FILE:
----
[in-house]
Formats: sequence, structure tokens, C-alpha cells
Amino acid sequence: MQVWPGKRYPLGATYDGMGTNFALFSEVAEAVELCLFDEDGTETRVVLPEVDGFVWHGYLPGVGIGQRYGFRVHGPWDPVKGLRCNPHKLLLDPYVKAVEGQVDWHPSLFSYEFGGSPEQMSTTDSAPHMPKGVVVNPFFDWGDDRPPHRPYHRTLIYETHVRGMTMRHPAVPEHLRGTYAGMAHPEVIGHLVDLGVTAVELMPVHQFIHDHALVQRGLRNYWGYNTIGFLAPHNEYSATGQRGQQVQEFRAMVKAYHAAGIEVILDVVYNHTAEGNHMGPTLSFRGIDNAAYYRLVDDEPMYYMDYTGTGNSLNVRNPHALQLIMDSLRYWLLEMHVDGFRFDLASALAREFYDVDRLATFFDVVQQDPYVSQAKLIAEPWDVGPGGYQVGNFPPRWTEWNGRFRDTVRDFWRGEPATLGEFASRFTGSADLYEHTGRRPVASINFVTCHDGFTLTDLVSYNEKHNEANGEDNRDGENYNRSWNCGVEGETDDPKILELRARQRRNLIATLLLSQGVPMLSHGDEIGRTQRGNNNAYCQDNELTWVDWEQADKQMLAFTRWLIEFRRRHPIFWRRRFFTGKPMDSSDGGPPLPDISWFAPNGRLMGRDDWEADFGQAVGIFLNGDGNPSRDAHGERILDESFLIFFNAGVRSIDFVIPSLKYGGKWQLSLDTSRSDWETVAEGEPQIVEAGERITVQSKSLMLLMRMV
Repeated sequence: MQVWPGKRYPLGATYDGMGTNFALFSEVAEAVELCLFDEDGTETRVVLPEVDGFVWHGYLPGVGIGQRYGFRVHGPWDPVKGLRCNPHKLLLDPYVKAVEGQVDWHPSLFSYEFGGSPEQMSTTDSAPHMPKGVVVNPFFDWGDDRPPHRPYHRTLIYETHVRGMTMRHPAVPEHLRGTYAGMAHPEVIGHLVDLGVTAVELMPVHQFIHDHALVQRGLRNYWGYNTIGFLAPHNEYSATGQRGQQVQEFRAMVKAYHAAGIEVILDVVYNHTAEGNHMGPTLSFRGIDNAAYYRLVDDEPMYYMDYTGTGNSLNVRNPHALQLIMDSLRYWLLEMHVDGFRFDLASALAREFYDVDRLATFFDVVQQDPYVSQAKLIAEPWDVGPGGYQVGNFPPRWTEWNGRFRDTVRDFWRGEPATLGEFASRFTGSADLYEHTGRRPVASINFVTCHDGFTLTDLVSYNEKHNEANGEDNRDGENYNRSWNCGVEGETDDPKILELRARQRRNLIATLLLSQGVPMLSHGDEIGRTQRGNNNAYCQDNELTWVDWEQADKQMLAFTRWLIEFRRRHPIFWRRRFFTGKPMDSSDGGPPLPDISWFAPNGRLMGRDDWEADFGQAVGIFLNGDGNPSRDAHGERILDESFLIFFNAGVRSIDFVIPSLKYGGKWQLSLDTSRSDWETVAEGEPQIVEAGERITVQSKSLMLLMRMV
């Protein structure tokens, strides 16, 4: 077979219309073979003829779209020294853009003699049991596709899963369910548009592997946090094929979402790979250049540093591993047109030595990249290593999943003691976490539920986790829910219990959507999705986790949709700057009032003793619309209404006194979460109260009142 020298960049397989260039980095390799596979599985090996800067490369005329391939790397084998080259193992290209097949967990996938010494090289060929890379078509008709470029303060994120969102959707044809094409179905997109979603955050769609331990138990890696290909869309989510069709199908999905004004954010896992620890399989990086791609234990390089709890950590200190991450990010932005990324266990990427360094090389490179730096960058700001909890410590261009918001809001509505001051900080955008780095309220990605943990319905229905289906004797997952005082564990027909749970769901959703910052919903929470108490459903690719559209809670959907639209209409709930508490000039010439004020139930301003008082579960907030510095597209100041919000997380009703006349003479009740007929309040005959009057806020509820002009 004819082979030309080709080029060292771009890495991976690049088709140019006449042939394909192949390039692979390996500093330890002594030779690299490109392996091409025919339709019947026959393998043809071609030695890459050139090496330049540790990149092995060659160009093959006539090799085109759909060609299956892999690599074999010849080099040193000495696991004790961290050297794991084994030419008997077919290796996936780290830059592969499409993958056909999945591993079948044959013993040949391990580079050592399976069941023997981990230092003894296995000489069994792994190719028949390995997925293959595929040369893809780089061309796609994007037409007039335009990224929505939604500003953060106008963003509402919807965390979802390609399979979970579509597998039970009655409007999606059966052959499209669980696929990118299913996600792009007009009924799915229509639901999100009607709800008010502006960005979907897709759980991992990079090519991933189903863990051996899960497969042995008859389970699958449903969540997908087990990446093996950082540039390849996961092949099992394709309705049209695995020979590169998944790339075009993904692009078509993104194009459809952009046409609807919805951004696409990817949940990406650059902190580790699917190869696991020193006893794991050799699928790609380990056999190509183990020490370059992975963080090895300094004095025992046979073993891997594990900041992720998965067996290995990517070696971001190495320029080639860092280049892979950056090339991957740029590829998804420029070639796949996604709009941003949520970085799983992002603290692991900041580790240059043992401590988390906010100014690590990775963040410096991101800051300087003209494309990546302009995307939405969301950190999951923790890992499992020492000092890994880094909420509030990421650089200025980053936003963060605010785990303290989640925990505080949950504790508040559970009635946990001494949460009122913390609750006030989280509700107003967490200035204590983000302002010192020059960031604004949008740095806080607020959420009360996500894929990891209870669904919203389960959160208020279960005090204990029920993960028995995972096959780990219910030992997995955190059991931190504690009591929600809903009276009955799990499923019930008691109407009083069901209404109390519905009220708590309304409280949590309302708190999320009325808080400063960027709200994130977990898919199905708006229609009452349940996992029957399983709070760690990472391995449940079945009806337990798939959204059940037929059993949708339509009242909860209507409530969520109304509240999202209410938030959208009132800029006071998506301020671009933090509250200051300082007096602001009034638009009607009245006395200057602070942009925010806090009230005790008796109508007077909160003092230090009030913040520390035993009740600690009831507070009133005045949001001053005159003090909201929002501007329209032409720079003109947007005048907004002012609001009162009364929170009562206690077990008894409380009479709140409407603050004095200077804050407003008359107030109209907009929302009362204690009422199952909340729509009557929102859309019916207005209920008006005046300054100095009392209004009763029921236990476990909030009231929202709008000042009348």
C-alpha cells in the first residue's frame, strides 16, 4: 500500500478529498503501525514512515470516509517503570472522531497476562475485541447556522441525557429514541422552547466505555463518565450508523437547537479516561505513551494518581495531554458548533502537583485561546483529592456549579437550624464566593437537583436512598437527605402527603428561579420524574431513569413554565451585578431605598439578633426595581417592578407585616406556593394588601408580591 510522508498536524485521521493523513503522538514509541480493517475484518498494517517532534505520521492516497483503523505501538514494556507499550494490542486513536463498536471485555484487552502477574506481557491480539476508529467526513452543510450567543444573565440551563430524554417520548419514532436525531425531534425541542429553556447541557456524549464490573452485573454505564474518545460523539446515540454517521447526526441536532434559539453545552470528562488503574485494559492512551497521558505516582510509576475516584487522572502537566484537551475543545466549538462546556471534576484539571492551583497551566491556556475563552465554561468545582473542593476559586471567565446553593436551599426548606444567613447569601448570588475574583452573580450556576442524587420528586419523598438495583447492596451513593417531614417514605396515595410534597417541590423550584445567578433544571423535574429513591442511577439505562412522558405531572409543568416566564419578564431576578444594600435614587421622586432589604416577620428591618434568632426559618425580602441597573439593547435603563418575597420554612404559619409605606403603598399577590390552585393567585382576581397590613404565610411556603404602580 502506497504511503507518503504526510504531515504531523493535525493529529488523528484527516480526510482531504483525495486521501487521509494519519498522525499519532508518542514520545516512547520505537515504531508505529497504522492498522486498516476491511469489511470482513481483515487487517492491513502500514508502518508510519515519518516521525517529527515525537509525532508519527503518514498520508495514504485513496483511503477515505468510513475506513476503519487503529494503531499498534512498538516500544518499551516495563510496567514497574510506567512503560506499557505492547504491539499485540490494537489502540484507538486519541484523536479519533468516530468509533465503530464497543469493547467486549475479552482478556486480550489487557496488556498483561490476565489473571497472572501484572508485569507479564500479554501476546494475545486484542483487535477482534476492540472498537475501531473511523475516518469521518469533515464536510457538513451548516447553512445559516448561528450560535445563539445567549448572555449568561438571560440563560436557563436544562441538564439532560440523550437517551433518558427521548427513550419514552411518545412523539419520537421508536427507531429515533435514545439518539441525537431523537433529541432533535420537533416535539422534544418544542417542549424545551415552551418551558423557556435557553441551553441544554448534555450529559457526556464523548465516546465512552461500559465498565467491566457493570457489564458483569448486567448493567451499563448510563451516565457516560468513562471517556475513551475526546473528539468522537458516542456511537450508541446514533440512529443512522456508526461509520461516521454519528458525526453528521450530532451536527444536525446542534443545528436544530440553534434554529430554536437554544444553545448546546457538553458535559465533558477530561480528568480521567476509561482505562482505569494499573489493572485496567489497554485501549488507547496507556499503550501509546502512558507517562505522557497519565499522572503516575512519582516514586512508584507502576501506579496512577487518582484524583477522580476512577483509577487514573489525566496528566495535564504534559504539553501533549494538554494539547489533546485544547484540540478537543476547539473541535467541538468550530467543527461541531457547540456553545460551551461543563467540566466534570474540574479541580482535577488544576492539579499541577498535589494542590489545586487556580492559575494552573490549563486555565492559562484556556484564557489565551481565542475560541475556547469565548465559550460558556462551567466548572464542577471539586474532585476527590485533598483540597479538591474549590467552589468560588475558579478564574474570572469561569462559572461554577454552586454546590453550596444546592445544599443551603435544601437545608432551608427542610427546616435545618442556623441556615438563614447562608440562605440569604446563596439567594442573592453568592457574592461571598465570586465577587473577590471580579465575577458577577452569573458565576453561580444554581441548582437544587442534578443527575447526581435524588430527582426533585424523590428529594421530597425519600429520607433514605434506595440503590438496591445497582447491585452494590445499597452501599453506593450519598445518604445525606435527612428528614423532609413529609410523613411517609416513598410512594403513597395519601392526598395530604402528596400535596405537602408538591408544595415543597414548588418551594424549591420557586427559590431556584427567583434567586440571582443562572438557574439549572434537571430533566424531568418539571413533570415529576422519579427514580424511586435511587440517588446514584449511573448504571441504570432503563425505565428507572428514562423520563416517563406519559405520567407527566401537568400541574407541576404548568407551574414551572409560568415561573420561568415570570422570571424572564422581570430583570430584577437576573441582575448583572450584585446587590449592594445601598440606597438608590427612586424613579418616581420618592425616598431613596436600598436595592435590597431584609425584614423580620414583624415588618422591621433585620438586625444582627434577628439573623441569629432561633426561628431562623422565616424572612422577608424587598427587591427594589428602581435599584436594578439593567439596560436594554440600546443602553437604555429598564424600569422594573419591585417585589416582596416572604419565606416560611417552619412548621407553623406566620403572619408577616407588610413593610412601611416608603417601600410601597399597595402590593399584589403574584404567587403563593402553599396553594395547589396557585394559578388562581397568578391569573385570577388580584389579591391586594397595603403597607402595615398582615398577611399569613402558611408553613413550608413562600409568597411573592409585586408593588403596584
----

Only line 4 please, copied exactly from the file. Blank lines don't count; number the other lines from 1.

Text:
Repeated sequence: MQVWPGKRYPLGATYDGMGTNFALFSEVAEAVELCLFDEDGTETRVVLPEVDGFVWHGYLPGVGIGQRYGFRVHGPWDPVKGLRCNPHKLLLDPYVKAVEGQVDWHPSLFSYEFGGSPEQMSTTDSAPHMPKGVVVNPFFDWGDDRPPHRPYHRTLIYETHVRGMTMRHPAVPEHLRGTYAGMAHPEVIGHLVDLGVTAVELMPVHQFIHDHALVQRGLRNYWGYNTIGFLAPHNEYSATGQRGQQVQEFRAMVKAYHAAGIEVILDVVYNHTAEGNHMGPTLSFRGIDNAAYYRLVDDEPMYYMDYTGTGNSLNVRNPHALQLIMDSLRYWLLEMHVDGFRFDLASALAREFYDVDRLATFFDVVQQDPYVSQAKLIAEPWDVGPGGYQVGNFPPRWTEWNGRFRDTVRDFWRGEPATLGEFASRFTGSADLYEHTGRRPVASINFVTCHDGFTLTDLVSYNEKHNEANGEDNRDGENYNRSWNCGVEGETDDPKILELRARQRRNLIATLLLSQGVPMLSHGDEIGRTQRGNNNAYCQDNELTWVDWEQADKQMLAFTRWLIEFRRRHPIFWRRRFFTGKPMDSSDGGPPLPDISWFAPNGRLMGRDDWEADFGQAVGIFLNGDGNPSRDAHGERILDESFLIFFNAGVRSIDFVIPSLKYGGKWQLSLDTSRSDWETVAEGEPQIVEAGERITVQSKSLMLLMRMV